Over the years writer-director A.R.Murugadoss has made an impact with his films in Tamil (and their remakes in Telugu-Stalin and Hindi-Ghajini and Holiday). One may or may not like his films but I guess there is no debate about the fact that he does manage to bring in a variety of subjects with his films, with no film of his so far having any resemblance to any of his previous works. Even in case of an ambitious project like 7 Aum Arivu (2011) while the final outcome wasn’t all that satisfactory, the premise was quite interesting. When Murugadoss and Vijay joined hands for the first time for Thuppakki (2012) what emerged was a good commercial Tamil film which according to me is the best Vijay film since Pokkiri (2007). So with both of them coming back together for Kaththi obviously the expectations were clear and the questions were many.
Would the film turn out to be as good as Thuppakki if not better? Would this turn out to be the Diwali attraction that people were waiting for? While Vijay’s previous attempts at portraying dual roles earlier did not work (Azhagiya Tamil Magan aka ATM and Villu), would Kaththi turn out to be a successful attempt in this regard? Anirudh’s music had already worked its charm well before the release and hence that was one positive aspect to look forward to. While the controversy regarding the film’s release looked set to play spoil sport but it was thankfully resolved at the last minute. Exhausted after a wonderful week attending the Mumbai Film Festival, I couldn’t unfortunately watch Kaththi on the very first day of its release but made sure that I had my tickets booked for day 2. And now that the film has been seen, its time to reflect upon how the film has turned out to be and in the process to look at the answers to the questions I had earlier as well.
Kaththi starts off with a prison breakout in Kolkata as Kathiresan (Vijay) outwits the cops and escapes, while trying to help them nab another convict on the run (Tota Roy Chowdhury). Kathiresan lands in Chennai and takes the help of his friend (Sathish) to fly out to Bangkok but stays back instead in Chennai as he comes across Ankita (Samantha) and loses his heart to her. In a chance situation Kathiresan comes across his lookalike, Jeevanandham and in a quirk of fate, Kathir assumes the identity of Jeeva. Why does he do that and what happens to both of them is what the rest of the film is all about. While Kathir is a convict who’s been to jail many times, Jeeva on the other hand is educated (MSc in Hydrology too 🙂 ) and has a nobel cause that he is fighting for-the rights of the villagers of Thannoothu in South Tamil Nadu. The village which has been facing a severe water shortage over the years apparently has a hidden untapped water source, due to which a cola MNC headed by Chirag (Neil Nitin Mukesh) is desperate to take over the agricultural lands in the village. It doesn’t take too much trouble to deduce the flow of the story, but thankfully Murugadoss does it with reasonable flair.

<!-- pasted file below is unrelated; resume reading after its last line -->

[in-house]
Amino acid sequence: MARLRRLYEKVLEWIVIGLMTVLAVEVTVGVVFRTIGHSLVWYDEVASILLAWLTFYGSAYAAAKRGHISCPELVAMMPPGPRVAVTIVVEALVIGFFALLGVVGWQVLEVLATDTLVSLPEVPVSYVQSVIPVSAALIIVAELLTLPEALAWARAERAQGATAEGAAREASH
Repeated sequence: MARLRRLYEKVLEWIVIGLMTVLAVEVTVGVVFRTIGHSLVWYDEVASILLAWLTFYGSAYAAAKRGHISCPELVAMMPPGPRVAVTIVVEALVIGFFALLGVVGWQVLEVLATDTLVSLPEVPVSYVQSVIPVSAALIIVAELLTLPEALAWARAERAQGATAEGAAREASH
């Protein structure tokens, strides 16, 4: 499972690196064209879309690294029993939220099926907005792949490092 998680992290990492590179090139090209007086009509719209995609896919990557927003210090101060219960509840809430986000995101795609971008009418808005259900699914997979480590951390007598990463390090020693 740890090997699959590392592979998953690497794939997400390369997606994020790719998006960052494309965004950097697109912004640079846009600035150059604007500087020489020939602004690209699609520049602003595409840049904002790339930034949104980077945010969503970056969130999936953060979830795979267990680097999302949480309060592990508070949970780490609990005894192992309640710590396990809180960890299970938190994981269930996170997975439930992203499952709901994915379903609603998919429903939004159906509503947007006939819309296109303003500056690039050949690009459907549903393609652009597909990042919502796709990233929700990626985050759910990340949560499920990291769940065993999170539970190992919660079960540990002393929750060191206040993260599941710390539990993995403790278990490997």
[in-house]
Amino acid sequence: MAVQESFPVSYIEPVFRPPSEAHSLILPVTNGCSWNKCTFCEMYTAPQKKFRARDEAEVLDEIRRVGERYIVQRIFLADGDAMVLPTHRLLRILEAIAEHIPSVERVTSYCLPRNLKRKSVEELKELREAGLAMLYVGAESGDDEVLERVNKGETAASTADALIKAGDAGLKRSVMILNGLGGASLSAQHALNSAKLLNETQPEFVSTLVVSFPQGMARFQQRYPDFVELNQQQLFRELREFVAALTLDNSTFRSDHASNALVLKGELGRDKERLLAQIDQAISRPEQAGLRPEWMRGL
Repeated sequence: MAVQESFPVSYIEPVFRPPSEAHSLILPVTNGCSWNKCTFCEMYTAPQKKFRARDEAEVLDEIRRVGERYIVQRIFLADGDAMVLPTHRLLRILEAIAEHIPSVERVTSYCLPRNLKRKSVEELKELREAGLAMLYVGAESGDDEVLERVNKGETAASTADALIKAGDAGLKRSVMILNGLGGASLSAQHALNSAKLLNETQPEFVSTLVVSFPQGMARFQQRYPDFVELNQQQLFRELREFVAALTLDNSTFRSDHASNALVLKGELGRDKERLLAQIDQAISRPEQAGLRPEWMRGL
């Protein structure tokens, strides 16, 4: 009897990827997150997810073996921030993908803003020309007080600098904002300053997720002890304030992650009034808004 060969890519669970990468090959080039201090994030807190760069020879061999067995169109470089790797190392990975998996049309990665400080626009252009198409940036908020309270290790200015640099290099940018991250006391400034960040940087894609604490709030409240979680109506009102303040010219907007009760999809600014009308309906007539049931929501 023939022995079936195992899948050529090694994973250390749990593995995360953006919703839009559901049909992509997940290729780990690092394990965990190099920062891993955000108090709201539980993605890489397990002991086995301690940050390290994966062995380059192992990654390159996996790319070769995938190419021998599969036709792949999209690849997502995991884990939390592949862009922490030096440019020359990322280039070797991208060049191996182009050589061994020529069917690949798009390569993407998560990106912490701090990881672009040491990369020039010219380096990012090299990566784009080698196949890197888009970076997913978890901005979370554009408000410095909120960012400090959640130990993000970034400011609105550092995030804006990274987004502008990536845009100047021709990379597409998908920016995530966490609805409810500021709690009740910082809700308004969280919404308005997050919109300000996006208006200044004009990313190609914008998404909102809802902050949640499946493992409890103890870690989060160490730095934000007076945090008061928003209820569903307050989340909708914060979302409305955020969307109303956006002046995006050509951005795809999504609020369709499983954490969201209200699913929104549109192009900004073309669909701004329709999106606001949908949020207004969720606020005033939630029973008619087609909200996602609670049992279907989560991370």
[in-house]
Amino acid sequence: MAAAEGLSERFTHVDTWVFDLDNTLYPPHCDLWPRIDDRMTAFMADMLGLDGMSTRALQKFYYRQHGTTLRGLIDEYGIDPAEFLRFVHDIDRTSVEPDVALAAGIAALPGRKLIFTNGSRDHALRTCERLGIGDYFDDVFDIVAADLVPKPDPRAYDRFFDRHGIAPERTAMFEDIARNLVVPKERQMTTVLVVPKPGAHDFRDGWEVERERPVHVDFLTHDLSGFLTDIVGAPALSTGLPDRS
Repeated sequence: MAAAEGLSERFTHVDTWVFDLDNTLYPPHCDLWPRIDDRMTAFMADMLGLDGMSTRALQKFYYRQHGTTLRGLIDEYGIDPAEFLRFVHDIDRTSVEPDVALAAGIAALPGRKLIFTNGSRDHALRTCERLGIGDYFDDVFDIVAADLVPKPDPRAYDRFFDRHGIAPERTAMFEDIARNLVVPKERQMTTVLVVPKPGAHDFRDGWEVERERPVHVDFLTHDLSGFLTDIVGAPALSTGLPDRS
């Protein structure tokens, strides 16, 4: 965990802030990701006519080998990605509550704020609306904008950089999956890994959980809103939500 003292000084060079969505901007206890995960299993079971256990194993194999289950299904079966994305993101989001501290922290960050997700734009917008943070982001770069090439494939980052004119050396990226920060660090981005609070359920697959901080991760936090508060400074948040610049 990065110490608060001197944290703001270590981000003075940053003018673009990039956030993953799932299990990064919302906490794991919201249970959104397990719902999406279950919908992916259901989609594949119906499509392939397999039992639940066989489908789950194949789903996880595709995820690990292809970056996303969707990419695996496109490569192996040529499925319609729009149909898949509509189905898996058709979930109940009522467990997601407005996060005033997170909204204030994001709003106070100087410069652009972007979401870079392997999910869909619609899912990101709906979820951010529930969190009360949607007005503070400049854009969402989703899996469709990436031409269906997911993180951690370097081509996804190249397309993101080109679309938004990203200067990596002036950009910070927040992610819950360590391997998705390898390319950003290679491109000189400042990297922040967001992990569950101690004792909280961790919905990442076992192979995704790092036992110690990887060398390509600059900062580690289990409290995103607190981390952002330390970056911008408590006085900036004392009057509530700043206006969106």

Make no mistake Kaththi is a true blue Vijay film where he gets to fight, romance the heroine, dance amazingly, mouth some dialogues in his own inimitable style and in the process impress his fans. But thankfully Murugadoss has managed to keep the plot simple yet effective enough for the general audience also to stay connected. The film for some strange reason takes its own sweet time to hook us, nearly 40 minutes actually. But thankfully there’s an arresting moment that comes up on screen when we are least expecting it. From there on the film chugs along merrily, giving Vijay fans quite a high with its interval block. While the basic topic is of villagers demanding the right to use their water resources to focus on farming and not wanting to bow out to MNC’s wanting to set up factories, Murugadoss tries to go way more deeper with his attempt to shake our psyche with a few questions that Jeevanandham/Kathiresan ask in the film.